CALL FOR PROPOSALS! Spring 2020 Library Conference in Kentucky Focusing on Diversity & Inclusion

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Libraries in Action: Promoting Equity, Diversity, and Inclusion in Our Communities

The 2020 KLA/SLA Joint Spring Conference planning committee welcomes proposals for mini-sessions, panel discussions, and lightning round talks for “Libraries in Action: Promoting Equity, Diversity, and Inclusion in Our Communities,” to be held March 25-27 at Lake Cumberland State Park.

Deadline for Proposal Submissions:   Monday, December 2nd



To submit, please complete the submission form: (https://forms.gle/sAMUPoBVAT9iUaL99)

Your proposal should include:

Presenter(s) name

Institution name

 Library name

 Title of your presentation

 Short (250 word) abstract

There is Still Time to Apply for an “Autism Welcome Here: Library Programs, Services and More”Grant

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GRANT PROGRAM DESCRIPTION:  For the fifth year, this grant will award a total of $5,000.00, with all of the funds either awarded to one proposal or divided among several applicants, depending on the applications received. All types of libraries in the United States or Canada are encouraged to apply.  Proposals will be eligible that fund projects and/or services directed at any age group. Applicants may propose to initiate a new, creative program or service or enhance one that they currently offer. All proposed projects must benefit people with autism or their families, directly or indirectly. Funds may be used to hire a trainer to present a workshop, buy program materials, pay for staff coverage, etc., so long as these expenses further the library’s ability to serve people with autism through the proposed initiative.   Click HEREto see the previous grant winners and funded projects.

  • The application deadline:                                  Monday, December 2, 2019         
  • The winning applicant(s) will be notified by:  Monday, March 2, 2020       
  • The grant-funding period:                                   April 1, 2020 – March 31, 2021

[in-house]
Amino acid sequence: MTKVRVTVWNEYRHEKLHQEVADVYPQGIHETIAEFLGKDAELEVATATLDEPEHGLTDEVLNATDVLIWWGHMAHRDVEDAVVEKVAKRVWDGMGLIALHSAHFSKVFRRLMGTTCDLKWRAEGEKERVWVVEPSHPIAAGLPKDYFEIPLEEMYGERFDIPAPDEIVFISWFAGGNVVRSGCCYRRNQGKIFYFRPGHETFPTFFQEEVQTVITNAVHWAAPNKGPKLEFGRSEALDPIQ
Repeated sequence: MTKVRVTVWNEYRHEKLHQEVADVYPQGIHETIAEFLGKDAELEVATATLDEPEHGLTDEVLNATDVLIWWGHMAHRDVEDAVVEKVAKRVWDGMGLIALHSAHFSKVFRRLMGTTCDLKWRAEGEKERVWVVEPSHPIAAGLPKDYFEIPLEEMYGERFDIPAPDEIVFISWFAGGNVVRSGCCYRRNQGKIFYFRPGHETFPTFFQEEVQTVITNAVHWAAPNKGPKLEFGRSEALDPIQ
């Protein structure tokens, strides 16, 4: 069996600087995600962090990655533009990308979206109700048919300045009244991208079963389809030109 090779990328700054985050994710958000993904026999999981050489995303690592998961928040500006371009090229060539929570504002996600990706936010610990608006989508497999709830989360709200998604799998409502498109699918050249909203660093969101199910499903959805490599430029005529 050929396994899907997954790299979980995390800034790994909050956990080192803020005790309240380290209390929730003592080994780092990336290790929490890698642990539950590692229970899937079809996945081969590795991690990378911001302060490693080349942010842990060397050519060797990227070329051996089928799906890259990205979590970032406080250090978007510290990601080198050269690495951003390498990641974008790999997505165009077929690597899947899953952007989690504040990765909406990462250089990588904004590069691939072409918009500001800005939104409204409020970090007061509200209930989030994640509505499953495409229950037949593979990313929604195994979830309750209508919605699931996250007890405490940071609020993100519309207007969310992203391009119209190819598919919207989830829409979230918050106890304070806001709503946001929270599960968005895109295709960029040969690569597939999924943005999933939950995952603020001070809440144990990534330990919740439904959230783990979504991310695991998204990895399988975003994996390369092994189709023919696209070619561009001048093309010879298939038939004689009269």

SELECTION CRITERIA – Each application must show evidence of:

  • A clear, well-planned and organized description of the project.
  • Significant potential impact.
  • Institutional support.
  • People with autism, family members or other community stakeholders who are involved in the project development and/or its implementation.
  • A project that can be replicated in other communities.
  • An understanding of the needs of people with autism and/or best practices in working with this population.
  • A sustainability/continuation plan of the service or program after the end of the grant period.
  • The need for outside funding to execute the project.



The 2020-2021 grant forms can be downloaded at the three linked headings below:

Crisis Center Toolkit Helps Workers Identify & Support Autistic Callers

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reaching out

Suicide rates are a national concern, and although more studies are needed,  individuals on the autism spectrum are challenged with depression, anxiety, sensory and social issues, all  which impact emotions and impede daily life.


Thanks to Erin Miller, speaker at the 2019 Forum, Self-Advocate and Co-Founder of SAVE IRIS (Include, Respect I Self-Direct) for sharing this important toolkit:

Crisis Supports for the Autism Community

The Recent Webinar “A Spectrum of Shelves: Building a Library Collection for People with Autism” is now available for viewing.

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Jen taggart

Jennifer Taggart, Librarian, Bloomfield Township Public Library & Accessibility Services Speaker & Consultant



If you were unable to attend this valuable webinar, presented by Jennifer Taggart, a national leader and expert on accessibility in library services and collection development, you can view her complete presentation here:

For more great resources and innovative ideas about inclusive library services, check out Jennifer’s blog,  Adaptive Umbrella 





Targeting Autism Initiative Featured in the October issue of The International Journal of Information, Diversity & Inclusion

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Targeting Autism in Libraries:cover_issue_2229_en_US
A Comprehensive and Collaborative Training
Program for Librarians

This article describes the Targeting Autism program, funded by multiple grants from the Institute of Museum & Library Services (IMLS). This program was created to provide free training to the librarians of the State of Illinois on providing quality services and programs to patrons with autism. The State Library of Illinois leads the project, in partnership with Dominican University and Syracuse University and in collaboration with dozens of autism related organizations. The Targeting Autism program has included a variety of educational opportunities—in-person annual forums, group workshops, follow-up individualized coaching, webinars, blogs, and an online self-paced, in-depth training program for individuals or groups through Project ENABLE (Expanding Non-discriminatory Access to Librarians Everywhere) to librarians in Illinois and beyond. The program is a model for the development of similar programs both nationally and internationally.

The complete article is available at:

The International Journal of Information, Diversity, & Inclusion, 3(4), 2019
ISSN 2574-3430, jps.library.utoronto.ca/index.php/ijidi/index
DOI: 10.33137/ijidi.v3i4.32998

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